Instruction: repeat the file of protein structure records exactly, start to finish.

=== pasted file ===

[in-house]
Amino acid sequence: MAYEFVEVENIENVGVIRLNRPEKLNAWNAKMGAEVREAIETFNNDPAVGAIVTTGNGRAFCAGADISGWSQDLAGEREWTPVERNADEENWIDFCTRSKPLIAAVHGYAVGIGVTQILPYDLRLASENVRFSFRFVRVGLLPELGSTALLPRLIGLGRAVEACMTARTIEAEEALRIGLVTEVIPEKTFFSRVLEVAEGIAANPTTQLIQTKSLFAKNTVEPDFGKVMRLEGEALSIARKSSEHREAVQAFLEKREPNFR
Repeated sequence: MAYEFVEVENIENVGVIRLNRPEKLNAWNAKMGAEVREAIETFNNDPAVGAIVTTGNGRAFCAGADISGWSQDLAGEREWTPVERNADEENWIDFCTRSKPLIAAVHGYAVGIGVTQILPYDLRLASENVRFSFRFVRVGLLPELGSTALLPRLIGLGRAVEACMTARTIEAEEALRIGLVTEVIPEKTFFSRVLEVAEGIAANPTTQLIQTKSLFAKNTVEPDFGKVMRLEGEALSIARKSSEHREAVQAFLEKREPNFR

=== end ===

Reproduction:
[in-house]
Amino acid sequence: MAYEFVEVENIENVGVIRLNRPEKLNAWNAKMGAEVREAIETFNNDPAVGAIVTTGNGRAFCAGADISGWSQDLAGEREWTPVERNADEENWIDFCTRSKPLIAAVHGYAVGIGVTQILPYDLRLASENVRFSFRFVRVGLLPELGSTALLPRLIGLGRAVEACMTARTIEAEEALRIGLVTEVIPEKTFFSRVLEVAEGIAANPTTQLIQTKSLFAKNTVEPDFGKVMRLEGEALSIARKSSEHREAVQAFLEKREPNFR
Repeated sequence: MAYEFVEVENIENVGVIRLNRPEKLNAWNAKMGAEVREAIETFNNDPAVGAIVTTGNGRAFCAGADISGWSQDLAGEREWTPVERNADEENWIDFCTRSKPLIAAVHGYAVGIGVTQILPYDLRLASENVRFSFRFVRVGLLPELGSTALLPRLIGLGRAVEACMTARTIEAEEALRIGLVTEVIPEKTFFSRVLEVAEGIAANPTTQLIQTKSLFAKNTVEPDFGKVMRLEGEALSIARKSSEHREAVQAFLEKREPNFR